How do we take collective responsibility for our mental wellbeing?

Good mental health matters to everyone. It has a deep and profound impact on our quality of life and life outcomes, and is essential if people, communities and places are to flourish. A thriving society is one in which the mental health of all citizens, however challenging, is nurtured, understood and accepted.

But despite living at a time of unprecedented focus, energy, investment and creativity in the world of mental health services and support, our collective mental health is getting worse, and many people don’t get the right help when they need it.

The problem

¾ of people

with mental health problems receive no support at all

Only 14% of adults

feel they are provided with the right response when in crisis

Over ½ of parents

with children in mental health hospitals say they have not improved and 24% say they are worse

Specialist, well-trained professionals will always be needed but they are only part of the answer. We need to build the capacity of citizens and communities to manage their own and other people’s mental health over the life course.

Just as in physical health, mental health services are often siloed, difficult to navigate and disempowering. We need to redesign systems of care and support to overcome fragmentation, poor quality care and poor outcomes.

We need to enable citizens and communities to exercise much more agency in the way people are supported to live well. We need to support individuals, employers, schools and community organisations to create mentally healthy places.


We want all communities to compassionately embrace and nurture everyone’s mental health. This means:

  • Communities where there is common ownership of mental health – so that citizens become deeply self-aware about their own mental health, what supports it and what undermines it.
  • Mental health is understood as a source of inspiration, growth and expression – so that citizens become skilled in using their personal mental health struggles as opportunities for growth and change.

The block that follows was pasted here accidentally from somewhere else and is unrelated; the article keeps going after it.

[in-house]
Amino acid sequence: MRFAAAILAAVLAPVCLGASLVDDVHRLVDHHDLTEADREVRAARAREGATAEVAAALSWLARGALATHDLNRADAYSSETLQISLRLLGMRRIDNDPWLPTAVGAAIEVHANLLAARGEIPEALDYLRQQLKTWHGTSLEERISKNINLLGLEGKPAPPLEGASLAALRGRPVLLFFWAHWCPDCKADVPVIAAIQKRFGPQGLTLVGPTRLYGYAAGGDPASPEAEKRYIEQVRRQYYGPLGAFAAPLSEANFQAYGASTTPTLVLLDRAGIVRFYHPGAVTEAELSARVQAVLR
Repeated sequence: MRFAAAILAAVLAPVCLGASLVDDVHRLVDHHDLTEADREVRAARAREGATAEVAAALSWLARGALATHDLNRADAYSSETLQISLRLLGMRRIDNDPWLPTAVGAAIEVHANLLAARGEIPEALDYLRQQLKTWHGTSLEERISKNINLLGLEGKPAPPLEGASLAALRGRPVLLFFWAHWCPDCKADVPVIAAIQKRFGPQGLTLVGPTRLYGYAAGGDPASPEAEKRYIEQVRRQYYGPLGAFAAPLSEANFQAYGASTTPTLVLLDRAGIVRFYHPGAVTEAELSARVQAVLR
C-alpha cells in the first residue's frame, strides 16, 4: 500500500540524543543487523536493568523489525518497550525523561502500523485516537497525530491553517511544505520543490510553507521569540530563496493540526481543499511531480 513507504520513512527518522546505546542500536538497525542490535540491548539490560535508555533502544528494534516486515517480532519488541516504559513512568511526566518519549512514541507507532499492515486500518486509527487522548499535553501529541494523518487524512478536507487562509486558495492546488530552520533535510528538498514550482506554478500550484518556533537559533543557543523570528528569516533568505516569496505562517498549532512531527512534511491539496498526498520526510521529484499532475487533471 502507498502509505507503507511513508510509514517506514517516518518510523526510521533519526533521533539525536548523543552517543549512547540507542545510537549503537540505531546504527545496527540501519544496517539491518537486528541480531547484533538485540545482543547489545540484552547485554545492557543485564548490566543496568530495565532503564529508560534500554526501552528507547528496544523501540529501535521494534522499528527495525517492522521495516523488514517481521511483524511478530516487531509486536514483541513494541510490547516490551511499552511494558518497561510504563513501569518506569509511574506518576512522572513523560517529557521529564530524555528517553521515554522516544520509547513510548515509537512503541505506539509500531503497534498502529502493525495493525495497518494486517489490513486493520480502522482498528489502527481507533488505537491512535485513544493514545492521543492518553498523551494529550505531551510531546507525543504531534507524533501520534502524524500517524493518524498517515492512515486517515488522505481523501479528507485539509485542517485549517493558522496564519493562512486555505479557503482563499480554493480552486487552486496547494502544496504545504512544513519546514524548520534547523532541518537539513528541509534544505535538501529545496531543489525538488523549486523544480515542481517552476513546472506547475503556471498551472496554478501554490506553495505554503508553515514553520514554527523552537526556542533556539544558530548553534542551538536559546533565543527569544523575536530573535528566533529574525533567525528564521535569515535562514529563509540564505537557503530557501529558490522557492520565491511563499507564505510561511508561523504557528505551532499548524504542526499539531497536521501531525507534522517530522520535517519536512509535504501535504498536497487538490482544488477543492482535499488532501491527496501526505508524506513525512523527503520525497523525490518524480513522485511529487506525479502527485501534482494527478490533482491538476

• Professional services, when needed, provide exceptional care – so that citizens experience those services as a seamless part of their wider experience of support from family, friends and community.


Professionals and families side by side – services and support in which expertise, insights and perspectives from professionals and citizens are combined to offer more compassionate and holistic responses to distress.

Example: Open Dialogue, a patient-centred model that allows clinicians, support workers (including peer support workers) and family members to work together on an equal footing to support someone in crisis. It fundamentally challenges traditional, two-way clinician-patient relationships.

Citizens as leaders and innovators – citizen-led movements in which citizens own responsibility for each others’ well being, not always passing it on to trained professionals.

Example: Torbay Lion’s Barber Collective, an international collection of top barbers using the special trust between hairdresser and customer to engage men about their mental health. An example of innovations that come from, and are given life by, the everyday environments in which people ordinarily live, work, buy, share and socialise.

Whole system redesign – designing and building new interlinking organisations, refocusing investment in early intervention, prevention and community solutions and actively modelling positive human values of compassion, inclusion, recovery and therapeutic optimism.

Example: Trieste, in north-east Italy, almost magically reengineering its entire approach to mental health, blurring the distinction between crisis and community care, achieving great results and creating a vibrant culture of collective ownership of everyone’s mental health.



Supporting Lambeth CCG to shift investment away from secondary/acute services towards early intervention, community interventions and to create new models, including the innovative Living Well Network, to successfully address mental health problems before they become serious enough to trigger demand for specialist care.


We are developing ideas for fantastic new solutions that could have the power to change the way we respond to mental health in the UK and beyond. Our ideas include:

  • A Centre for Innovation in Mental Health, for showcasing, incubating and growing brilliant new interventions.
  • A new charitable vehicle for launching the Lambeth Living Well Network in other parts of the country.
  • A new leadership programme to support talented senior leaders in mental health to successfully deliver change and innovation in their localities.

Join this alliance for change